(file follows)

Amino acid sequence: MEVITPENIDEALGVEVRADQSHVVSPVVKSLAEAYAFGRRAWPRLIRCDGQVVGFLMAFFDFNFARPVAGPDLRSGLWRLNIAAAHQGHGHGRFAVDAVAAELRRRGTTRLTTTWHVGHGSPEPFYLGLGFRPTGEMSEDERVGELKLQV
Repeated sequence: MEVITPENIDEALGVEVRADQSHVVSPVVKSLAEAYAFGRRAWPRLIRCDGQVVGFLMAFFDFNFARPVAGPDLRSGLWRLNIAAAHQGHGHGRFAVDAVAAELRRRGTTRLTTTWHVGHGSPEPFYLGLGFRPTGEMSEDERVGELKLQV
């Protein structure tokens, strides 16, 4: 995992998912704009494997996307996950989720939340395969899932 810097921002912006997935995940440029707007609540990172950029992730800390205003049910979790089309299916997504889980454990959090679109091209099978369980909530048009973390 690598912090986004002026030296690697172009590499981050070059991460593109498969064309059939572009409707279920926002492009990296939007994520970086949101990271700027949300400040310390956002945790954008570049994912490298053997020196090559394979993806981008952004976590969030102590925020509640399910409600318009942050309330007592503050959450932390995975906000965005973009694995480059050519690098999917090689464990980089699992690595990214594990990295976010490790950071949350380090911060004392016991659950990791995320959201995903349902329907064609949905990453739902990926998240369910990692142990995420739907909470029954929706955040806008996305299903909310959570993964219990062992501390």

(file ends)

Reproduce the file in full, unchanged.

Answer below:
Amino acid sequence: MEVITPENIDEALGVEVRADQSHVVSPVVKSLAEAYAFGRRAWPRLIRCDGQVVGFLMAFFDFNFARPVAGPDLRSGLWRLNIAAAHQGHGHGRFAVDAVAAELRRRGTTRLTTTWHVGHGSPEPFYLGLGFRPTGEMSEDERVGELKLQV
Repeated sequence: MEVITPENIDEALGVEVRADQSHVVSPVVKSLAEAYAFGRRAWPRLIRCDGQVVGFLMAFFDFNFARPVAGPDLRSGLWRLNIAAAHQGHGHGRFAVDAVAAELRRRGTTRLTTTWHVGHGSPEPFYLGLGFRPTGEMSEDERVGELKLQV
């Protein structure tokens, strides 16, 4: 995992998912704009494997996307996950989720939340395969899932 810097921002912006997935995940440029707007609540990172950029992730800390205003049910979790089309299916997504889980454990959090679109091209099978369980909530048009973390 690598912090986004002026030296690697172009590499981050070059991460593109498969064309059939572009409707279920926002492009990296939007994520970086949101990271700027949300400040310390956002945790954008570049994912490298053997020196090559394979993806981008952004976590969030102590925020509640399910409600318009942050309330007592503050959450932390995975906000965005973009694995480059050519690098999917090689464990980089699992690595990214594990990295976010490790950071949350380090911060004392016991659950990791995320959201995903349902329907064609949905990453739902990926998240369910990692142990995420739907909470029954929706955040806008996305299903909310959570993964219990062992501390």